As it stands now in U.S. black women’s historical accounts, collectively and individually black women maintained silence around their sexuality in response to generations of sexual assault and forced reproduction in slavery. Through what historian Darlene Clark Hine (1998) calls a “culture of dissemblance” black women hid much of what had been exposed, exploited and deemed the property of the slaveocracy---their bodies and psychic lives---through silence or denial. They wore masks that revealed nothing to perceived enemies, but also little to trusted family and friends. But also the nineteenth century black women’s club movement, consisting of mostly middle class elites, played a significant role in this dissemblance. Post-emancipation, and excluded from Victorian ideals of womanhood (piety, purity, submission, domesticity), nineteenth century black women sought an identity defined by a politics of respectability, or a place of virtue and morality that left little room for asserting a self-defined black female sexuality. Notably, 1960s narratives of black-white intimate relationships during the civil rights movement and the 1970s sexual revolution consist mostly of white women’s memoirs of sexual freedom or sexual exploitation, as well as black men’s assertions, such as Eldridge Cleaver’s Soul on Ice (1968), of a new black masculinity through sexual conquest. Black women’s assertions to sexuality during this period are mostly confined to resisting another kind of coerced reproduction: having babies for the revolution. By the time we enter the 1980s and 1990s, black women’s voices are mostly absent while their bodies are displayed as props with as much narrative value as Cristal champagne, Bentleys, and bling.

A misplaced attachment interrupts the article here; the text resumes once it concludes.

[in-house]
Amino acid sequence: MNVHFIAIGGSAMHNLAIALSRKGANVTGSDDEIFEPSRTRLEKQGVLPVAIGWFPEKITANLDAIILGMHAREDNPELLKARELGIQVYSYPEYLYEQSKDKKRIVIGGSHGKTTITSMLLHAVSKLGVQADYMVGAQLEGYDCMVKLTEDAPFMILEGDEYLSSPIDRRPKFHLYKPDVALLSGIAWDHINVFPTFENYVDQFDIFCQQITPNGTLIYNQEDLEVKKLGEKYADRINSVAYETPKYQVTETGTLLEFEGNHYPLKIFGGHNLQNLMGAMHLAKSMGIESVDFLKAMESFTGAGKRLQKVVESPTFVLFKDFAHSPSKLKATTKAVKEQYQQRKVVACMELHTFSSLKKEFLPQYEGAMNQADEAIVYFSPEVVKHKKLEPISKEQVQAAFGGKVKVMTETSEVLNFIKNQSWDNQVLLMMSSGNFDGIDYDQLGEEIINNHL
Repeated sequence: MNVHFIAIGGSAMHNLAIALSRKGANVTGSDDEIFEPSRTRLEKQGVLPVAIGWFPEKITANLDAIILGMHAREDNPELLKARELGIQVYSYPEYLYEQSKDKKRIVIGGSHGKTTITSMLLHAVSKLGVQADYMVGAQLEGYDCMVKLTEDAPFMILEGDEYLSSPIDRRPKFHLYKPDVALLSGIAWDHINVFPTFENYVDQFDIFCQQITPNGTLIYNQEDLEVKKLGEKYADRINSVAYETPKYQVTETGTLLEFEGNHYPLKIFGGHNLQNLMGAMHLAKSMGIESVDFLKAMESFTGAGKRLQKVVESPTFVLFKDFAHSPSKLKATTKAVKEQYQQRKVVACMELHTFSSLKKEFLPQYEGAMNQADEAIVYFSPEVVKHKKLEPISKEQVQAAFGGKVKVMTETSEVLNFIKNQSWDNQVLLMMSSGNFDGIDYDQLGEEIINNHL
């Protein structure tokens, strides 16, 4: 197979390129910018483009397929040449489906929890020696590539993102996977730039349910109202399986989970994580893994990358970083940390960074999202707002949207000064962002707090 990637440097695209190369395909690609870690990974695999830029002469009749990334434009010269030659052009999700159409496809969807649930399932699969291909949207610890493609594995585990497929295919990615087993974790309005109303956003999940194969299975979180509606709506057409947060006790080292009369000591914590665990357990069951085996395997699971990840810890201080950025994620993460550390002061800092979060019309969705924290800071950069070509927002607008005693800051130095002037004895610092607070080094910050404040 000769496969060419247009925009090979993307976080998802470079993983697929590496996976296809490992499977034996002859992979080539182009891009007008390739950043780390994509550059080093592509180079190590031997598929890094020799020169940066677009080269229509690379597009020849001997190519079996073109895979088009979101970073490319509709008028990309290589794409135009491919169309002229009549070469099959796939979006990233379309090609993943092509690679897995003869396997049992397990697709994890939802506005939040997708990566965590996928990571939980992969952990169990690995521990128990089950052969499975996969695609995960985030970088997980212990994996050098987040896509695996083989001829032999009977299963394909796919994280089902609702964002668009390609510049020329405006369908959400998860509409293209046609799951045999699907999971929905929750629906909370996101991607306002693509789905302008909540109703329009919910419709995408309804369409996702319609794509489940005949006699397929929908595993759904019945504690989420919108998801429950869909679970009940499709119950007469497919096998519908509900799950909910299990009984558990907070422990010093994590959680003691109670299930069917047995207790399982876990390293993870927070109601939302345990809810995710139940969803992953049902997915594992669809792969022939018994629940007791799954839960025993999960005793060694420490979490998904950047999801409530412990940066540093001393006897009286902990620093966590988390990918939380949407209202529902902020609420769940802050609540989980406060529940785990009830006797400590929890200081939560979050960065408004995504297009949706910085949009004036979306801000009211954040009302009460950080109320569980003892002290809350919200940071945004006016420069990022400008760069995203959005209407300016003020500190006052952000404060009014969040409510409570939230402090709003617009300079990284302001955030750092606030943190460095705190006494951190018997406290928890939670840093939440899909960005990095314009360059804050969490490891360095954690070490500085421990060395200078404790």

The result of these public uses of black women’s bodies, but not voices, has been a persistent silence in service to community. In her oft-cited and critical essay, “Interstices: a Small Drama of Words,” literary critic Hortense Spillers describes black women as, “the beached whales of the sexual universe… awaiting their verb” (74). Evelynn Hammonds goes further commenting on the empty space that constitutes Black women’s sexuality and their bodies as, “always already colonized” (171).